Latest Statistics Reveal Increase In On-the-Job Injuries, Deaths

January 31, 2024 | Article by Chain | Cohn | Clark staff | News & Media

Latest Statistics Reveal Increase In On-the-Job Injuries, Deaths

For the sixth time in 7 years, workplace deaths in the United States have surpassed 5,000 deaths, according to the latest available statistics released by the Bureau of Labor Statistics, an increase of nearly 6% over the previous year’s data.

A total of 5,486 workers died from on-the-job injuries in 2022. Transportation incidents remained the top cause of death, resulting in 2,066 fatalities and accounting for nearly 38% of all fatal work-related injuries. Unintentional overdose deaths increased 13%, to 525 in 2022 from 464 in 2021, continuing a trend of annual increases since 2012, according to data. From 2009 to 2015, work-related fatalities remained below the 5,000 mark, as well as in 2020.

As for injuries, the work injury rate was 3.7 fatalities per 100,000 full-time equivalent workers, up from 3.6 per in 2021, according to data from Census of Fatal Occupational Injuries. Workers in private industry experienced an estimated 2.8 million nonfatal injuries and illnesses.

Work injuries can affect every aspect of life for workers and their families, and every worker deserves to return home safely at the end of the day,” said Beatriz Trejo, partner and work injury attorney at Chain | Cohn | Clark. “Prioritizing safety in the workplace is not just a responsibility, but a moral imperative. More must be done by lawmakers and employers to prevent these fatalities and injuries.”

Among other findings from the latest statistics regarding injuries and deaths at work include:

  • A worker died every 96 minutes in 2022, compared with every 101 minutes the year before.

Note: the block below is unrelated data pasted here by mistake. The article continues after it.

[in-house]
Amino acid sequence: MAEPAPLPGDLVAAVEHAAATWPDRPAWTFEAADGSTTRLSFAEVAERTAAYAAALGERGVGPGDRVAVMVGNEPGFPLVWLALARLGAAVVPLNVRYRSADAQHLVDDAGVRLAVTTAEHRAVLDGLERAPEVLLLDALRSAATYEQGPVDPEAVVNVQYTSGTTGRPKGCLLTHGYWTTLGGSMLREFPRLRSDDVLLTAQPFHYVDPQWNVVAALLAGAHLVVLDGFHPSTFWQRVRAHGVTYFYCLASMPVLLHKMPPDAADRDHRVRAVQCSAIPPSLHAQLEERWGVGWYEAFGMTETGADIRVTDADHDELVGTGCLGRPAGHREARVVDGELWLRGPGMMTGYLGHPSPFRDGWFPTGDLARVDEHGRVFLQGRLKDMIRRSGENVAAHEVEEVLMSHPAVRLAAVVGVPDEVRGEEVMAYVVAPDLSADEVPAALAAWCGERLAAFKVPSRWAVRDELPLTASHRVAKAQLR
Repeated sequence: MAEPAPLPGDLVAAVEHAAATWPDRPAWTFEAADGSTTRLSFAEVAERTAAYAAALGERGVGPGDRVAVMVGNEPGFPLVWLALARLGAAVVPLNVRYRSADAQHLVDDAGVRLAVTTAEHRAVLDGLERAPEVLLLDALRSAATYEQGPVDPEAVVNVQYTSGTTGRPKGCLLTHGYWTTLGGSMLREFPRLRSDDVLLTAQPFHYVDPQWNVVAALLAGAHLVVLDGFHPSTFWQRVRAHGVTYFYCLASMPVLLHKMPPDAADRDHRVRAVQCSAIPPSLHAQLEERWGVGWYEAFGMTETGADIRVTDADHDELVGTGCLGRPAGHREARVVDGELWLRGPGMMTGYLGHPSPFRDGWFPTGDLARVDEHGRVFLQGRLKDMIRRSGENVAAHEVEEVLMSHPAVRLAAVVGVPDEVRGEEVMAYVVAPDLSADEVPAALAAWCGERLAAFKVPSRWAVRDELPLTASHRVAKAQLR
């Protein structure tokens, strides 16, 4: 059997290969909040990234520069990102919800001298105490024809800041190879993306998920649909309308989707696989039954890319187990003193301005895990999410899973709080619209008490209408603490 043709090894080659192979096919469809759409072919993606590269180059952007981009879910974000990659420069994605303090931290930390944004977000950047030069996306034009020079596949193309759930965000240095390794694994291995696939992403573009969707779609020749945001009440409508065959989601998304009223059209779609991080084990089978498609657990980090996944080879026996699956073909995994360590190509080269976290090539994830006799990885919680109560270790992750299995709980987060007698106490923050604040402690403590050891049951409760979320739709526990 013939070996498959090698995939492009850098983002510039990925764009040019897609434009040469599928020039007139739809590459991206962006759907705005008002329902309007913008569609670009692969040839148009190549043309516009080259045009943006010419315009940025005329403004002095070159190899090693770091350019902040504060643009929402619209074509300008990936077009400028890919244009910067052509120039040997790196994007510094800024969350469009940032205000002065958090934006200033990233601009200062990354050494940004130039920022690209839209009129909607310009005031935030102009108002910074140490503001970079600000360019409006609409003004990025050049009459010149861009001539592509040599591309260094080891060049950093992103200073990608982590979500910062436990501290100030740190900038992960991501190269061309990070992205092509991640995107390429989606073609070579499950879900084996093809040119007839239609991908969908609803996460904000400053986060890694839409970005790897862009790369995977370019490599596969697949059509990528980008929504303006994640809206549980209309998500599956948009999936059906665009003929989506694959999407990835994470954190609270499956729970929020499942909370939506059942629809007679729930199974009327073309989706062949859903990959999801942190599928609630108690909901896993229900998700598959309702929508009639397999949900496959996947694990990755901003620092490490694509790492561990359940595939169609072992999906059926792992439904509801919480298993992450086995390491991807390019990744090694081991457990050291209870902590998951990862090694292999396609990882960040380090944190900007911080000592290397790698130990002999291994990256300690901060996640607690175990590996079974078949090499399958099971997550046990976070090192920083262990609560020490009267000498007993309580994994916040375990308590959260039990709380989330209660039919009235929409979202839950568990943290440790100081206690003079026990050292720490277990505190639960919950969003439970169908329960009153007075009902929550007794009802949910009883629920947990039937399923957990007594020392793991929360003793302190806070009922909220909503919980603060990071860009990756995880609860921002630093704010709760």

• The transportation and material moving sector had the highest number of workplace fatalities (1,620), followed by construction and extraction (1,056).
  • The fatality rates for Black/African American workers (4.2 per 100,000 workers) and Hispanic/Latino workers (4.6) increased from 4.0 and 4.5 in 2021, respectively. Transportation incidents were the most frequent cause of death among these groups.
  • Around 365,000 respiratory illnesses were reported in 2022, representing almost 80% of all workplace illnesses.
  • Roadway incidents involving motorized land vehicles increased 9% between 2021 and 2022, leading to a series high of 1,369 fatalities.
  • Suicides increased 13% to 267 fatalities in 2022.
  • Exposure to harmful substances or environments increased 5.1% in 2022 and led to 839 worker fatalities.
  • Fatalities due to exposure to temperature extremes increased 18.6% in 2022, rising to 51 from 43 in 2021. Fatalities specifically due to environmental heat were 43 in 2022, up from 36 in 2021.
  • Almost a quarter (25%) of fatalities due to homicides occurred while a worker was tending a retail establishment or waiting on customers.
  • Fatalities due to contact with objects and equipment increased 5% from 705 fatalities in 2021 to 738 in 2022. This is the highest count for this event category since 2018. Machinery was the source of 199 fatalities within this category.
  • Work-related fatalities due to falls, slips, and trips increased 2% in 2022, resulting in 865 fatalities, up from 850 in 2021. Most fatalities in this category (81%) were due to falls to lower levels, which had 700 fatalities in 2022. This was a 2.9% increase from 680 fatalities in 2021.

As for occupations, here’s what data showed:

  • With a rate of 14.6 fatalities per 100,000 workers, transportation and material moving occupations had the most fatalities in 2022 (1,620), up from 1,523 in 2021. The increase was due to fatalities to driver/sales workers and truck drivers increasing by 8%, from 1,032 fatalities in 2021 to 1,115 in 2022.